The latter’s fate in particular gives reason for thought. In 2002-3, coming under Western pressure, Khadafy gave up his nuclear program.  As his reward, no sooner did the West see an opportunity in 2011 than it stabbed him in the back, waged war on him, overthrew him, and killed him. Leaving Libya in a mess from which it may never recover.

Third, Israel is in no danger. Alone among all the countries of the Middle East, Israel has what it takes to deter Iran and, if necessary, wage a nuclear war against it. What such a war might look like was described in some detail by Anthony Cordesman, an American political scientist a former member of the National Security Council. His conclusion? The difference in size notwithstanding, the outcome would be to wipe Iran, but not Israel, off the map.

Netanyahu has Iran in his head and effectively used it to win the elections. Yet truth to say, no Iranian leader has ever directly threatened Israel. To be sure, neither Iran’s presidents nor the Mullahs like the Zionist Entity. They do not stand to attention when Hatikvah is played. They have even had the chutzpah to deny the Holocaust. Yet all they have said is that, if Israel attacked them, they would respond in kind. Also that “rotten” Israel would end up by collapsing under its own weight. All this serves to divert attention away from their real purpose. That purpose, as I just said, is to deter the U.S. And to draw as much support in the Moslem world as verbal attacks on Israel always do.

Finally, morality. Are the Iranians really as bad as some people claim? Taking 1981 as our starting point, we find that in the three and a half decades since then the U.S has waged war first against (or in) Grenada; then Panama; then Iraq; then Serbia (in Bosnia); then Serbia again (in Kosovo); then Afghanistan; then Iraq again; then Libya. In some of these praiseworthy enterprises it was supported by its allies, the Netherlands included.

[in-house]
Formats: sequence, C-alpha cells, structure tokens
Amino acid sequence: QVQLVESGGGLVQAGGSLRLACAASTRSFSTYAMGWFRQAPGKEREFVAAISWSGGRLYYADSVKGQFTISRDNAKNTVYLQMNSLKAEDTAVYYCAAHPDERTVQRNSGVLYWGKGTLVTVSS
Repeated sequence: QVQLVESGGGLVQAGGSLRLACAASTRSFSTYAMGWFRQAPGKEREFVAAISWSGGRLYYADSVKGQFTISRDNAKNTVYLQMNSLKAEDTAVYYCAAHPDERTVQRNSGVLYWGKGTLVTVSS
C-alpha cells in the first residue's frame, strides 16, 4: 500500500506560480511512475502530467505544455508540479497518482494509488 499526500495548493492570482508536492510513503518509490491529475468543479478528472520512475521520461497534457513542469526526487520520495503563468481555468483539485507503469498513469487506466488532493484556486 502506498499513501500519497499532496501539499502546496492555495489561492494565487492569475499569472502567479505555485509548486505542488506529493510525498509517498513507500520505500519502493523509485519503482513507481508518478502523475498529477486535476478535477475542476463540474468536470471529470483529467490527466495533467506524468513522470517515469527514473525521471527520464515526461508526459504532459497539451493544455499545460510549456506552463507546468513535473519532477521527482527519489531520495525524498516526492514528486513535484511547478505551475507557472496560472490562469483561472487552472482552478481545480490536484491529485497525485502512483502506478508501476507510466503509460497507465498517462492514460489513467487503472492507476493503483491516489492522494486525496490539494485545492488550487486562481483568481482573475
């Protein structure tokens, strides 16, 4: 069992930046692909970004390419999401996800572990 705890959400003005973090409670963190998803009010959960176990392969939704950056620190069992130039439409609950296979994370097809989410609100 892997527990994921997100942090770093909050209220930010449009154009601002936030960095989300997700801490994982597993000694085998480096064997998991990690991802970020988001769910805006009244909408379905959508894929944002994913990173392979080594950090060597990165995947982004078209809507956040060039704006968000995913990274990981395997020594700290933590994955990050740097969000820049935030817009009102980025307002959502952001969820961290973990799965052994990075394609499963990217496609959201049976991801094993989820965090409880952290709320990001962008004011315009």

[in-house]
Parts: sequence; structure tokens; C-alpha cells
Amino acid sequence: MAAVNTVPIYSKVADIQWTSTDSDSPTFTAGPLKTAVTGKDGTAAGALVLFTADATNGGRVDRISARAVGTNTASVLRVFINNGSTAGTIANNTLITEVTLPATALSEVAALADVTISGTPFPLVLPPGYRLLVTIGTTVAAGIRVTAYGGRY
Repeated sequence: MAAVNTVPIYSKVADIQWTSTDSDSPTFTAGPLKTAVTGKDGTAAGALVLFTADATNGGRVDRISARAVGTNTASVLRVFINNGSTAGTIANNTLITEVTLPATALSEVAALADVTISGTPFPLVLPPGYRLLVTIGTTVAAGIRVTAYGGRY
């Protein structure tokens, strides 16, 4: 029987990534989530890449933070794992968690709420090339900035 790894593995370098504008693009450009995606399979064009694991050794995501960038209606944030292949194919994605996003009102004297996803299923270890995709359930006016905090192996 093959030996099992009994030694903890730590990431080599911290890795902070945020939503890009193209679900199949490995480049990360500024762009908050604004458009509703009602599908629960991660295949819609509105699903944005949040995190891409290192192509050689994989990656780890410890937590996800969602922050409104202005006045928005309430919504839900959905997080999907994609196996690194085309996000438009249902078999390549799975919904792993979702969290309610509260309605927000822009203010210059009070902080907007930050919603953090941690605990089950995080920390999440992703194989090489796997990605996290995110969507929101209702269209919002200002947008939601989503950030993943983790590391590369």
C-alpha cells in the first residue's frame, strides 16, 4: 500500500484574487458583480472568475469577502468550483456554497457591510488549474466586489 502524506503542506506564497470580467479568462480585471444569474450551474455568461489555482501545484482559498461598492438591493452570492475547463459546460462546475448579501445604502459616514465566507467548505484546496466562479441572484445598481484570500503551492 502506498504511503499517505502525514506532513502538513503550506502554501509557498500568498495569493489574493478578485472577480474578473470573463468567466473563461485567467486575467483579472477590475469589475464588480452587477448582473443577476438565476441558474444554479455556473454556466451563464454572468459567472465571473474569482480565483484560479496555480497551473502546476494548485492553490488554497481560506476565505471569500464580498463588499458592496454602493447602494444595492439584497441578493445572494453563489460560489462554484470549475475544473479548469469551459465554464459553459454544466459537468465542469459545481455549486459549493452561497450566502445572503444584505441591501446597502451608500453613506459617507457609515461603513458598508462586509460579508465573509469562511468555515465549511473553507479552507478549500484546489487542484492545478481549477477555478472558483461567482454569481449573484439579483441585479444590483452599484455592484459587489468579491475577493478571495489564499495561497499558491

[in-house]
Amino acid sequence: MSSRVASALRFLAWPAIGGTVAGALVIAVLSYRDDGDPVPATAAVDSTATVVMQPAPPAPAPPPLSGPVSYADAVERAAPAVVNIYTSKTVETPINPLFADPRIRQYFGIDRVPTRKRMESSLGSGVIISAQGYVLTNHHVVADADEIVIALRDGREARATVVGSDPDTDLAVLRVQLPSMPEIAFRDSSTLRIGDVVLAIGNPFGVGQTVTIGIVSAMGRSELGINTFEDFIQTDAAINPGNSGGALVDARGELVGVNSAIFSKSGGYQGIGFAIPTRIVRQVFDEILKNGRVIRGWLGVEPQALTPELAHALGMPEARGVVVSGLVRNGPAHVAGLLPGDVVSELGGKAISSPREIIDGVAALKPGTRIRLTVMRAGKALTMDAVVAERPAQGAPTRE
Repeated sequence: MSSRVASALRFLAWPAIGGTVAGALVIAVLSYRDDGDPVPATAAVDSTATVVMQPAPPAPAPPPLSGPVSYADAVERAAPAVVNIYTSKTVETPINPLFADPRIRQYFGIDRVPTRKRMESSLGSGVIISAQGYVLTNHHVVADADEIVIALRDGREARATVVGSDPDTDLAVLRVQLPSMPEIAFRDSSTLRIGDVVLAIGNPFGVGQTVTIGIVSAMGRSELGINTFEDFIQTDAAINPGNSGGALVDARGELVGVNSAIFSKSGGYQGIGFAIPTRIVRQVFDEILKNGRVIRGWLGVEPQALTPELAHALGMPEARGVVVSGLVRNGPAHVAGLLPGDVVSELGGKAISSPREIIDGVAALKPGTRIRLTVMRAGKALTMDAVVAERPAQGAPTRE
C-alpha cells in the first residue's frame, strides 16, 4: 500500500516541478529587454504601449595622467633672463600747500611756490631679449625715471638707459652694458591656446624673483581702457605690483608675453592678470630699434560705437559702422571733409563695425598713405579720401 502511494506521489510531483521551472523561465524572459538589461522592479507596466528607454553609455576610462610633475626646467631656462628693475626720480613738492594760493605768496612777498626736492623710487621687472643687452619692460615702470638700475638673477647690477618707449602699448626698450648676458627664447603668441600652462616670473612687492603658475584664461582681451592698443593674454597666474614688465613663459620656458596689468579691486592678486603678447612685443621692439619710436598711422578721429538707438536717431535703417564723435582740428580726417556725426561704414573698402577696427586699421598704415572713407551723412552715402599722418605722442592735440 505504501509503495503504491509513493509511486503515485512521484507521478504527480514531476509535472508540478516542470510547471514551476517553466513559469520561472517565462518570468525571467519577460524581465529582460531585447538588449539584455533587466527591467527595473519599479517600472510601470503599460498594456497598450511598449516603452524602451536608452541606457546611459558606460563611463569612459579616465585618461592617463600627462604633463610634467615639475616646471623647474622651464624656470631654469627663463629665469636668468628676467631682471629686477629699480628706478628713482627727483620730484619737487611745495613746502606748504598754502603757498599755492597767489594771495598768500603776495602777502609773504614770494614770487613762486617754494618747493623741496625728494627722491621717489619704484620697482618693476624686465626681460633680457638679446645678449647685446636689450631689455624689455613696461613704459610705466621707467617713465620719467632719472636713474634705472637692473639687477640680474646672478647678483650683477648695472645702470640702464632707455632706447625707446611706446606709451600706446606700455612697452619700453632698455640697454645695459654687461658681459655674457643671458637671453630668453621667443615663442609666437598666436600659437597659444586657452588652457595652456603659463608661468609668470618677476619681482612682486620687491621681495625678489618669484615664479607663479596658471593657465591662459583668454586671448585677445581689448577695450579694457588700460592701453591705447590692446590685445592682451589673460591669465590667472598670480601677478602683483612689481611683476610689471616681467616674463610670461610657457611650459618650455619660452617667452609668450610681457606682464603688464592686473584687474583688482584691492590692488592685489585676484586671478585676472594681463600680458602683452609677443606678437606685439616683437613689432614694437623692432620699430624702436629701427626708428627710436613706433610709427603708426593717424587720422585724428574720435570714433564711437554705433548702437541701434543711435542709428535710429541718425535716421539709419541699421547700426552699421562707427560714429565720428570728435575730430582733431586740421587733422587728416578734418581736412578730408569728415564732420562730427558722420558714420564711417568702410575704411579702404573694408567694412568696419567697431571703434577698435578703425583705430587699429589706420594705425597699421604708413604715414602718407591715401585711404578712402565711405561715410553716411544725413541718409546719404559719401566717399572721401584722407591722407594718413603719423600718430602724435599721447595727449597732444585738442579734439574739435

The Iranians are not angels—far from it. They have meddled in Iraq, Syria, Lebanon and Saudi Arabia, as they still do. They have also assisted terrorist organizations such as Hezbollah and Hamas. But everything is relative. They have not waged large-scale warfare against any other country. Let alone bombed it or invaded it.

And that, in the final analysis, is all that matters.

Now, Martin van Creveld is the very opposite of an innocent on this subject. He knows more about war, the history of war, and the strategy and tactics of war than nearly anyone on the planet. And so when a world-famous military expert, who lives in the heart of the land that is most threatened by Iranian weapons, contradicts the neocons living in the USA who have been beating the war drum for a decade and claiming that the mad mullahs are simply slavering to hurl nuclear-tipped missiles at Israel the moment they have them, I suggest that it is wise to listen to the former, not the latter.